Managing Inequality: Manager-Specific Wage Premiums and Selection in the Managerial Labor Market
66 Pages Posted: 13 Nov 2019 Last revised: 28 Dec 2022
Date Written: December 15, 2022
This paper studies how managers affect worker wages and wage inequality. We use a manager-firm-worker matched dataset covering the entire population of Denmark from 1995 to 2011 to identify manager-specific wage premiums from worker and manager movements across firms. We document four findings. First, leveraging manager movements across firms and exogenous manager turnovers such as retirements and sudden deaths, we show that the identity of managers does matter for wages, and that manager-specific wage premiums are transferrable across firms. Second, variation in manager-specific wage premiums accounts for 34% of the between-firm wage inequality. Third, managers who pay higher wages are more likely to be replaced in the managerial labor market. In particular, mergers and acquisitions target high-paying managers and reduce wage premiums at their firms. Finally, the manager-specific component of firm wage premia is not correlated with firm productivity and seems to stem from managers’ traits and fairness views. Our results highlight the role of managers in understanding between-firm wage inequality and suggest that the managerial labor market tends to select low-paying managers and redistribute wealth from workers to shareholders.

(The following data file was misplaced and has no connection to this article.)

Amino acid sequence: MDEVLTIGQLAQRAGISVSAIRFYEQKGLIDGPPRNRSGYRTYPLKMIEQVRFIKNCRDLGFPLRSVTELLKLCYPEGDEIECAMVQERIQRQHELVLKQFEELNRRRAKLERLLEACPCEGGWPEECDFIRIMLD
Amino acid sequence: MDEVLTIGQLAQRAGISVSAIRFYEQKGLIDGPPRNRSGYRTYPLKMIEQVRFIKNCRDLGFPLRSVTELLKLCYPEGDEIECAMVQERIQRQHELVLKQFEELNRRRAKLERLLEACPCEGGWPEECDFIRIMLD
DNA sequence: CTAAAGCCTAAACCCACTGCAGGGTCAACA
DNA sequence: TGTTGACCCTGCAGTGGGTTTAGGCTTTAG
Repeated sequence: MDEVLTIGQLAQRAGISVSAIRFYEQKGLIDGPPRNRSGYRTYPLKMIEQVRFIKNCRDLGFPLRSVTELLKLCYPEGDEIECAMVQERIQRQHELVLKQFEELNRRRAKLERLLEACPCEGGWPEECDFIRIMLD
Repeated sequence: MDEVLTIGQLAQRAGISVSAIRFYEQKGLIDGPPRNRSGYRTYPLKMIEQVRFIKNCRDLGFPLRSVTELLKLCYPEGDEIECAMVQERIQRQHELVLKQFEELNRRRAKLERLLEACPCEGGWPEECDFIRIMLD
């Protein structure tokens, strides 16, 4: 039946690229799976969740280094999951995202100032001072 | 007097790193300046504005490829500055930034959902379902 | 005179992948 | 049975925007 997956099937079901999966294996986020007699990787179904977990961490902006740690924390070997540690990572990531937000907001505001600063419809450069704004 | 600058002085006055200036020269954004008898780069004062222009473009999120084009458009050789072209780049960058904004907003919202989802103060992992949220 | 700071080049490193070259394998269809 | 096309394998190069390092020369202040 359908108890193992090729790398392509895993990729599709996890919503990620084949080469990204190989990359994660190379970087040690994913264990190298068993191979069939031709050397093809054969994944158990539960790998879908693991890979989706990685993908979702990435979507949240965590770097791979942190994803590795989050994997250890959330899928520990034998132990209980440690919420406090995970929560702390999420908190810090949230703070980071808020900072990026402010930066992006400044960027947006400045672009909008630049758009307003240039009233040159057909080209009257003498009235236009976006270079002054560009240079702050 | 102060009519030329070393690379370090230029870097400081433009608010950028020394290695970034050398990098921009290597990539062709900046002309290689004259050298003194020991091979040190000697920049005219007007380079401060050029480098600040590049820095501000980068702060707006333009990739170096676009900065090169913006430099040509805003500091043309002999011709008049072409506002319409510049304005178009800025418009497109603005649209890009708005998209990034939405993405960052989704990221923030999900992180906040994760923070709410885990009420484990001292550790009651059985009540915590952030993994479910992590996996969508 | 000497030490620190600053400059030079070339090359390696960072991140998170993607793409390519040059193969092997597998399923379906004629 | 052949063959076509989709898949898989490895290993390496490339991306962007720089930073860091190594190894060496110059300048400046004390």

Keywords: management, wages, inequality, mergers and acquisitions
JEL Classification: J31, J30, M50, J53, G34
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